New ANZSOG/ANU Press book “Learning Policy, Doing Policy” to bring theory and practice together
21 June 2021● News and media
The latest volume in the ANZSOG/ANU Press series, Learning Policy, Doing Policy, explores how policy theory is understood by practitioners and how it influences their practice, bringing together insights from research, teaching and practice.
The book, edited by Trish Mercer, Russell Ayres, Brian Head, and John Wanna, grew out of an ANZSOG seminar in 2018 which explored how public servants access and respond to academic research about the policy process, and examines the perceived disconnect between theory and practice.
The editors say that distilling the many issues involved reveals two main problems: practitioners do not see academic insights as directly useful to their policy activities, and theorists tend to write for other scholars and to contribute to existing debates in the literature.
The book aims to bring together the theory and practice of policy and see these two perspectives as complementing each other. It recognises that while public servants have traditionally learned ‘on the job’, with practical experience and tacit knowledge valued over theory-based learning and academic analysis, increasing numbers of them are undertaking formal policy training.
The book was formally launched in Canberra on Wednesday June 16, with a speech by Glyn Davis AC, Distinguished Professor at ANU’s Crawford School of Public Policy.
Today we launched the @ANZSOG book Learning policy theory, doing policy – a great & useful book edited by Trish Mercer (with Ayres, Head & Wanna) – available for free download at @ANU_Press ? ? pic.twitter.com/wNWzOUqOhD
— ariadne vromen (@AriadneVromen) June 16, 2021
It contains contributions from Australian and international policy scholars, and current and former practitioners from government agencies, including chapters written by ANZSOG Deputy Dean (Teaching and Learning) Professor Catherine Althaus, Professor Allan McConnell, senior ACT Government executive Louise Gilding and Craig Ritchie, CEO of the Australian Institute of Aboriginal and Torres Strait Islander Studies.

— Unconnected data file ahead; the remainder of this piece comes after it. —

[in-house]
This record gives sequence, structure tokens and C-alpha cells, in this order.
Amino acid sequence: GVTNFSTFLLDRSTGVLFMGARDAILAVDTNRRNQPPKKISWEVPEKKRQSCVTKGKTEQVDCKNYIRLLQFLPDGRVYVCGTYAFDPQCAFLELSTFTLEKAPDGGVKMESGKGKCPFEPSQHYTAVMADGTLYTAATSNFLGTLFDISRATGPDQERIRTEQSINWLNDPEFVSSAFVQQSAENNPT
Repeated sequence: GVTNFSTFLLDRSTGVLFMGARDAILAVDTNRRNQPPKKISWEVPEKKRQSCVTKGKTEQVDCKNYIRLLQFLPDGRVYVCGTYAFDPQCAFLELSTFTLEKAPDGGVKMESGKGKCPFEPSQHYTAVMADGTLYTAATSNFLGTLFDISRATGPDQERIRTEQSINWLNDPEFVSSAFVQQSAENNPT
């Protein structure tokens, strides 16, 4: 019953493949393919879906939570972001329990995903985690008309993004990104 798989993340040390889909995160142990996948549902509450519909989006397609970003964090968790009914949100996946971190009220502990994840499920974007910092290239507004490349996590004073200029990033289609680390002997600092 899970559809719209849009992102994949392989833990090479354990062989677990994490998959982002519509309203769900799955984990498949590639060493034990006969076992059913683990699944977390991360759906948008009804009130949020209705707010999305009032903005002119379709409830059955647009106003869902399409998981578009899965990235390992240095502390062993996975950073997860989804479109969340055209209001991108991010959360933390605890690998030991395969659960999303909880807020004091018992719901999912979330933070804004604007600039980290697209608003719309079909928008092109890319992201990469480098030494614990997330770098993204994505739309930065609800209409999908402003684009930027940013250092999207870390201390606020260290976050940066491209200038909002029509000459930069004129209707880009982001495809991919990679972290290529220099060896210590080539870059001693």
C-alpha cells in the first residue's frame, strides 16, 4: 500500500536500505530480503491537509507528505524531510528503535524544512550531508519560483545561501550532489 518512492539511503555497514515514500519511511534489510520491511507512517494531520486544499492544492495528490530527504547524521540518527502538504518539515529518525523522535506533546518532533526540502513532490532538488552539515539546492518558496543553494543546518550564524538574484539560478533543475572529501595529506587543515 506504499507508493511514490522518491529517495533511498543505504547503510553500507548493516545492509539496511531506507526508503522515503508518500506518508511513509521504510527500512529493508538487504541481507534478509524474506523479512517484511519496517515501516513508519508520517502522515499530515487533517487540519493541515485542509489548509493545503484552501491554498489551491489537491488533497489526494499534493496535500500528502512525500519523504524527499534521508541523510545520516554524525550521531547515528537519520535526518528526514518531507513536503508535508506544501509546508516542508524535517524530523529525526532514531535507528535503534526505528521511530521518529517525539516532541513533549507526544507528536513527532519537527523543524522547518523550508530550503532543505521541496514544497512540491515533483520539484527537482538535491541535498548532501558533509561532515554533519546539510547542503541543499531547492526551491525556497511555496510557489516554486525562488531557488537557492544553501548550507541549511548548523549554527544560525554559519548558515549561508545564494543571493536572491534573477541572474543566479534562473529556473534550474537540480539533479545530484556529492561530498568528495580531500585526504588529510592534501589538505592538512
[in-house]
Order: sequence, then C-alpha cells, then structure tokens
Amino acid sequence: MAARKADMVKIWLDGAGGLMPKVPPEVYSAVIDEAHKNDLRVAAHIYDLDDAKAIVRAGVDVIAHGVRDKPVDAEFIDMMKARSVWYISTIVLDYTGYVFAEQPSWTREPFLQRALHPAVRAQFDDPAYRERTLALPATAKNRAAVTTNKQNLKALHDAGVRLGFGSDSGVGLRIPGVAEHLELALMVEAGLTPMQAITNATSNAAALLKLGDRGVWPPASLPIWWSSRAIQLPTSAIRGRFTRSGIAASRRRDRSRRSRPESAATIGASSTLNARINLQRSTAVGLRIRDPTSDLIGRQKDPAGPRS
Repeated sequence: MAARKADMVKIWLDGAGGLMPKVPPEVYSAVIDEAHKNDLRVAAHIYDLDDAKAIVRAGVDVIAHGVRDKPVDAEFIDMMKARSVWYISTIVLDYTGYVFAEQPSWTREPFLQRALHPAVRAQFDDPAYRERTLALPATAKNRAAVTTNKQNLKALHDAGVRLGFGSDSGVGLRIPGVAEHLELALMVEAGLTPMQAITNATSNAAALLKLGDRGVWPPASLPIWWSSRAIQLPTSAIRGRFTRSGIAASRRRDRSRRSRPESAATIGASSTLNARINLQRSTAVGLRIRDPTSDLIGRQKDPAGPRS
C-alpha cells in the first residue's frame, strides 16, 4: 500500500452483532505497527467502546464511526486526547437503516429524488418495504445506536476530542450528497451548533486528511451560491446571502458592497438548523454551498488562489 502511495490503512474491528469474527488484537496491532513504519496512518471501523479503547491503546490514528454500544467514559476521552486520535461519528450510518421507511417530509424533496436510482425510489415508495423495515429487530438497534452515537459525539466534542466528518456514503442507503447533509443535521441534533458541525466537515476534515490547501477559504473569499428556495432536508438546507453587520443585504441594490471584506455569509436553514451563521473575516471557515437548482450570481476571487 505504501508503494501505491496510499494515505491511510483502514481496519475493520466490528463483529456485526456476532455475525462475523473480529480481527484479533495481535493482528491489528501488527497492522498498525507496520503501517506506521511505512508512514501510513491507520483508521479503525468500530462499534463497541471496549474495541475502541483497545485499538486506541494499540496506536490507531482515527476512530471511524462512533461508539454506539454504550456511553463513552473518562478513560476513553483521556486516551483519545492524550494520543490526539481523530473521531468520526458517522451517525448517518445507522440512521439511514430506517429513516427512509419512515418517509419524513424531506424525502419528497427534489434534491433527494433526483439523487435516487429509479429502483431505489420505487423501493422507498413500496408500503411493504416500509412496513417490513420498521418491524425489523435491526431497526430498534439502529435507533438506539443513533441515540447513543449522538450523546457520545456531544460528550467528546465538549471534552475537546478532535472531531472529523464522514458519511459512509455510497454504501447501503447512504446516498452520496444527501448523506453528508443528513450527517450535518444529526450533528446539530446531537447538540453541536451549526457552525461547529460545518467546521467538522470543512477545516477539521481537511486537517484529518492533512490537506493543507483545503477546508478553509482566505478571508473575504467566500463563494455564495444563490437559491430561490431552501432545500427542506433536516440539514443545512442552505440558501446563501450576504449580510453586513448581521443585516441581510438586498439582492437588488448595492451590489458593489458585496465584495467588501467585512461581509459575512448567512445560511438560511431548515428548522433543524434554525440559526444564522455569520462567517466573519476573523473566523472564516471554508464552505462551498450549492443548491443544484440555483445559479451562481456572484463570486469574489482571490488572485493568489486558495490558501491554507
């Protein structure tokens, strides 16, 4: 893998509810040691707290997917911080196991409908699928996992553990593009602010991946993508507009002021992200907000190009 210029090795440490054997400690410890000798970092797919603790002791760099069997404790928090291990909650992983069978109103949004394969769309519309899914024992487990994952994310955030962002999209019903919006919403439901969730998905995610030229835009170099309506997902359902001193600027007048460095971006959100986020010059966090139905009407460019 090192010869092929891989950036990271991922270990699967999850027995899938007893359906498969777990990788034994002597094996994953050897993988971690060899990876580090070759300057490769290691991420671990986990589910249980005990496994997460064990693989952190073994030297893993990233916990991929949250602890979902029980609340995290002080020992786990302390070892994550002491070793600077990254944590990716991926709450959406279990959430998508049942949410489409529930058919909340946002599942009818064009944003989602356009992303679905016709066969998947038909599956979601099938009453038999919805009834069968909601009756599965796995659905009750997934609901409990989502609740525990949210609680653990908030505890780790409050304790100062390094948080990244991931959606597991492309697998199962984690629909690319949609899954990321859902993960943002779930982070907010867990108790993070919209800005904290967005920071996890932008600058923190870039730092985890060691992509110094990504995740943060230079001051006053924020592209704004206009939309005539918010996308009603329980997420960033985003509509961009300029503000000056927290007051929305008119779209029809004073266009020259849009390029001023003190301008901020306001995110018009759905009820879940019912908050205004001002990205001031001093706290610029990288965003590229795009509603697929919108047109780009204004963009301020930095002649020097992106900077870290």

Professor Davis said that the two worlds of policy making and academic research were not so far apart, with each benefiting from different perspectives and motivations, and from exchanging ideas and lessons.
“The COVID pandemic has reminded us why effective public service remains indispensable – and the damage when short-sighted savings undermine policy knowledge and service delivery capability,” Professor Davis said.
“This book faces the challenge of a public service after corporate management, contracting and managerialism. Given the very mixed record of such public administration fashions, what will be the measure of a professional, capable public service?
“Policy making in Australia, as in New Zealand, is known for its pragmatism. Use what works, learn from other places, try out promising ideas, be willing to acknowledge failure and start again. Theory will not provide a ready-made solution. At best it offers a hypothesis about what might prevail amid chaos.
“Sometimes just the new vocabulary helps us see the problem in a new light. Concepts such as ‘policy window’, ‘policy cycle stages’, and ‘authorising environment’ have moved from ANZSOG classes on public value to the language of official reports and presentations.”
The first part of the book focuses on theorising, teaching and learning about the policymaking process; the second part outlines how current and former practitioners have employed policy process theory in the form of models or frameworks to guide and analyse policymaking in practice; and the final part examines how policy theory insights can assist policy practitioners.
Professor Davis said that Learning Policy, Doing Policy speaks to everyone engaged in policy work, from seasoned public servants to students and their teachers.
“With a new professions model embraced by the Australian Public Service Commission following the Thodey Review, perhaps this can be the moment when we can bring policy studies and practice closer,” he said.